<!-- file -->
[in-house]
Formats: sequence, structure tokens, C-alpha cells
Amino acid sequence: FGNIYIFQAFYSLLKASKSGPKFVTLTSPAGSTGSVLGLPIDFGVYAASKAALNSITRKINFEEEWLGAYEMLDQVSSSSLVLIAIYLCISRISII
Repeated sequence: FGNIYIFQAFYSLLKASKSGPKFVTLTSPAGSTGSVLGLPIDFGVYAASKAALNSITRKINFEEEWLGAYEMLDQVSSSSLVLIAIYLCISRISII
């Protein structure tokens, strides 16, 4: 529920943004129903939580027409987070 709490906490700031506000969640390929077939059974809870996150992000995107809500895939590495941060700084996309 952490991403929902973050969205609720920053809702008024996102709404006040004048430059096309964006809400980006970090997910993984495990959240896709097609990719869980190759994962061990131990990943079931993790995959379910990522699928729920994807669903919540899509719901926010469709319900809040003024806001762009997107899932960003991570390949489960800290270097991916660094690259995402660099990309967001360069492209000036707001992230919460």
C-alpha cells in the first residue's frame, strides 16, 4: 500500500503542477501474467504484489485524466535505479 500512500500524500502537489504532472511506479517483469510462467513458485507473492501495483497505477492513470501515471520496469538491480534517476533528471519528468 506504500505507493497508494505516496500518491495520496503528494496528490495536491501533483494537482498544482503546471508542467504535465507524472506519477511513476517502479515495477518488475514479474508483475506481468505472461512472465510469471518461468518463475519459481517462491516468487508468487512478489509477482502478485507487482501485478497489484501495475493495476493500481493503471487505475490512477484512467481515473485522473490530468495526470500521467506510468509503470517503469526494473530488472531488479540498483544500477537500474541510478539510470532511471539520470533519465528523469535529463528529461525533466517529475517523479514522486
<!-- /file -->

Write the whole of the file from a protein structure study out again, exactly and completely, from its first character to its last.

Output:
[in-house]
Formats: sequence, structure tokens, C-alpha cells
Amino acid sequence: FGNIYIFQAFYSLLKASKSGPKFVTLTSPAGSTGSVLGLPIDFGVYAASKAALNSITRKINFEEEWLGAYEMLDQVSSSSLVLIAIYLCISRISII
Repeated sequence: FGNIYIFQAFYSLLKASKSGPKFVTLTSPAGSTGSVLGLPIDFGVYAASKAALNSITRKINFEEEWLGAYEMLDQVSSSSLVLIAIYLCISRISII
């Protein structure tokens, strides 16, 4: 529920943004129903939580027409987070 709490906490700031506000969640390929077939059974809870996150992000995107809500895939590495941060700084996309 952490991403929902973050969205609720920053809702008024996102709404006040004048430059096309964006809400980006970090997910993984495990959240896709097609990719869980190759994962061990131990990943079931993790995959379910990522699928729920994807669903919540899509719901926010469709319900809040003024806001762009997107899932960003991570390949489960800290270097991916660094690259995402660099990309967001360069492209000036707001992230919460």
C-alpha cells in the first residue's frame, strides 16, 4: 500500500503542477501474467504484489485524466535505479 500512500500524500502537489504532472511506479517483469510462467513458485507473492501495483497505477492513470501515471520496469538491480534517476533528471519528468 506504500505507493497508494505516496500518491495520496503528494496528490495536491501533483494537482498544482503546471508542467504535465507524472506519477511513476517502479515495477518488475514479474508483475506481468505472461512472465510469471518461468518463475519459481517462491516468487508468487512478489509477482502478485507487482501485478497489484501495475493495476493500481493503471487505475490512477484512467481515473485522473490530468495526470500521467506510468509503470517503469526494473530488472531488479540498483544500477537500474541510478539510470532511471539520470533519465528523469535529463528529461525533466517529475517523479514522486